ANGIOGENESIS BASEDDISEASES In many serious diseases states the body loses control over angiogenesis and angiogenesis dependent diseases resultwhen new blood vessels either grow excessively or insufficiently.Excessive AngiogenesisExcessive Angiogenesis occurs in diseases such as cancer, diabetic blindness, age related macular degeneration,rheumatoid arthritis, psoriasis and more than 70 other conditions. In these conditions new blood vessels feed diseasedtissues, destroy normal tissues and in the case of cancer the new vessels allow tumour cells to escape into thecirculation and lodge in other organs (tumour metastases). Excessive angiogenesis occurs when diseased cellsproduce abnormal amounts of angiogenic growth factors overwhelming the effects of natural angiogenesis inhibitors.Antiangiogenic therapies are aimed to halt new blood vessel growth there by used to treat these conditions. Diseases Characterized orCaused by Abnormal orExcessive Angiogenesis Numerous organs: - Cancer (activation of oncogenes; loss of tumour suppressors); Infectious diseases (pathogensexpressangiogenic genes, induce Angiogenic programs or transform ECs);Autoimmune disorders (Activation of mast cells and other leukocytes).(a) (b)(Source: http:// www.cancer.gov/cancertopics/understandingcancer/angiogenesis/ page3-assessed on-15/03/2013) Figure 1.4: Tumour Angiogenesis.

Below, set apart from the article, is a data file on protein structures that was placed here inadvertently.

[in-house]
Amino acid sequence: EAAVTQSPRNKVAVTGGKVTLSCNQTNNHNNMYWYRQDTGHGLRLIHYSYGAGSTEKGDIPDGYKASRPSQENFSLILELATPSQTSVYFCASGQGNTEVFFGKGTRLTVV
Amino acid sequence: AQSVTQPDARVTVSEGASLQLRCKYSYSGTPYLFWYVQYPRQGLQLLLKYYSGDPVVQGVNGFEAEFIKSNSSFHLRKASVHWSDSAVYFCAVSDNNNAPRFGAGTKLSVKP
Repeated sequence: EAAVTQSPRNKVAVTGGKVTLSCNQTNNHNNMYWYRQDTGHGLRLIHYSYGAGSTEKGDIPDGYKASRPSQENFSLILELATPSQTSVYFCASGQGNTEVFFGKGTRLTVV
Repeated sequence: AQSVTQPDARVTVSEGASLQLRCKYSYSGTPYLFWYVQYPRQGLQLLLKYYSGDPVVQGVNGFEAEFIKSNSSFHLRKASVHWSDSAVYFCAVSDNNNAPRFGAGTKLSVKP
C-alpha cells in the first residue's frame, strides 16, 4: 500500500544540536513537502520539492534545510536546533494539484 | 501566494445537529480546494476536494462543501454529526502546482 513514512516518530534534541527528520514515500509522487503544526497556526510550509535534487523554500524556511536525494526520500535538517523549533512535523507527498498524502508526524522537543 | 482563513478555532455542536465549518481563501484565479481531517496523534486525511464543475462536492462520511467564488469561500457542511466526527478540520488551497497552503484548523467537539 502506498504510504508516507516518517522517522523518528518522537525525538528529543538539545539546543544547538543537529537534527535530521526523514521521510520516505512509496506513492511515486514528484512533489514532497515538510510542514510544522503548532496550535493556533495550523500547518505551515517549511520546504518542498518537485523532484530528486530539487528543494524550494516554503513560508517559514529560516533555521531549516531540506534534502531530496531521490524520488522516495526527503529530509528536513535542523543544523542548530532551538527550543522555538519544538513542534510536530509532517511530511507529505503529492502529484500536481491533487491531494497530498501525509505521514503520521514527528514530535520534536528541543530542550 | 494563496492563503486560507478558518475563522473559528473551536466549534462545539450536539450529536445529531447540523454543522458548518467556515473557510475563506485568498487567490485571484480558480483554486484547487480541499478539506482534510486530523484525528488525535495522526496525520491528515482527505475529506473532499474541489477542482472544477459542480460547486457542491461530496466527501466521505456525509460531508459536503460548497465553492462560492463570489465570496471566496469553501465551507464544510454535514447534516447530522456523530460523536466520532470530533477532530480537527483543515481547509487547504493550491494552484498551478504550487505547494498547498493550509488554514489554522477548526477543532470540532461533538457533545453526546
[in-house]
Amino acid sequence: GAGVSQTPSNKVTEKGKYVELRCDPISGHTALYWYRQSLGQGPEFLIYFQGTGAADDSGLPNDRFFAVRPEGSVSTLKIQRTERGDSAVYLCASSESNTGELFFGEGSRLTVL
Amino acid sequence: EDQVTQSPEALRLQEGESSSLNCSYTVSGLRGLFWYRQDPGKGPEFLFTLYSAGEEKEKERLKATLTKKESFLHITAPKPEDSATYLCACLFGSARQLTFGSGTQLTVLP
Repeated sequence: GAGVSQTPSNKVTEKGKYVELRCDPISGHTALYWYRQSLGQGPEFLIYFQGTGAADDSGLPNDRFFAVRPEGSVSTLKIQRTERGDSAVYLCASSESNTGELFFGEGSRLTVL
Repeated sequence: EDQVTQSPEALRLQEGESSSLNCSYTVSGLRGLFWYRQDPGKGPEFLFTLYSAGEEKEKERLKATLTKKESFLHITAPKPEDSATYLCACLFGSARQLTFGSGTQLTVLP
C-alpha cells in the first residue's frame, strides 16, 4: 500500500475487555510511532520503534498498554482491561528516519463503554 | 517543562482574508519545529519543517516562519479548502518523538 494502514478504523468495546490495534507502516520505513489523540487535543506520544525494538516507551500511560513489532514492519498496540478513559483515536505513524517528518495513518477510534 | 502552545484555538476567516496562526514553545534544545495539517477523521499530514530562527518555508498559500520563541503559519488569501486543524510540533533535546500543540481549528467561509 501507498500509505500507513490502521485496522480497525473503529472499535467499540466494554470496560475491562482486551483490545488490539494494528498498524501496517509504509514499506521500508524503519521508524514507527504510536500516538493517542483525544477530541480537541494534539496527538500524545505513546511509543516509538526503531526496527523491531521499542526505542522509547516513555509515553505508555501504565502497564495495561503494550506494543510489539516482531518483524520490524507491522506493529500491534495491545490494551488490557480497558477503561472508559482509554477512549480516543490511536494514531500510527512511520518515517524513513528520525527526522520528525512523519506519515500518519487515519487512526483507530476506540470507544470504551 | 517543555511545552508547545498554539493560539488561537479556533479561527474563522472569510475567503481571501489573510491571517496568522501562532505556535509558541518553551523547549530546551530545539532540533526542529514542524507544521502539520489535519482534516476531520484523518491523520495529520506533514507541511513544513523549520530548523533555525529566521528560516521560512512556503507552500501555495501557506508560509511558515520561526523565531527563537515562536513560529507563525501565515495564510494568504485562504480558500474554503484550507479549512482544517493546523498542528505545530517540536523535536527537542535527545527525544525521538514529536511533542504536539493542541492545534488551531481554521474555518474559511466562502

Blood vessels: - Vascular malformations (Tie-2 mutation); DiGeorge syndrome (Low VEGF and neuropilin-1expression); HHT(mutations of endoglin or ALK-1); cavernous hemangioma; atherosclerosis;transplant Arteriopathy.Adipose tissue: - Obesity (angiogenesis induced by fatty diet; weight loss by Angiogenesis inhibitors).Skin: - Psoriasis, warts, allergic dermatitis, scar keloids, pyogenic granulomas, blistering disease, Kaposi sarcoma inAIDS patients.Eye: - Persistent hyperplastic vitreous syndrome (loss of Ang-2) or VEGF164; diabetic retinopathy; retinopathy ofprematurity;choroidal neovascularization (TIMP-3 mutation).Lung: - Primary pulmonary hypertension (germline BMPR-2 mutation; somatic EC mutations); asthma; nasal polyps.Intestines: - Inflammatory bowel and periodontal disease, ascites, peritoneal adhesions.Reproductive system: - Endometriosis, uterine bleeding, ovarian cysts, ovarian Hyperstimulation.Bone, joints: - Arthritis, synovitis, osteomyelitis, osteophyte formation.Insufficient AngiogenesisInsufficient Angiogenesis occurs in diseases such as coronary artery disease, stroke and chronic wounds. Inthese conditions blood vessel growth is inadequate and circulation is not properly restored leading to the risk of tissuedeath. Insufficient angiogenesis occurs when tissues cannot produce adequate amounts of angiogenic growth factors.Therapeutic angiogenesis is aimed to stimulate new blood vessel growth with growth factors is being developed to treatthese conditions.Diseases Characterized orCaused by Insufficient Angiogenesis orVessel Regression Nervous system- Alzheimer disease – Vasoconstriction, micro vascular degeneration and cerebral angiopathydue to EC toxicity by amyloid-ß117.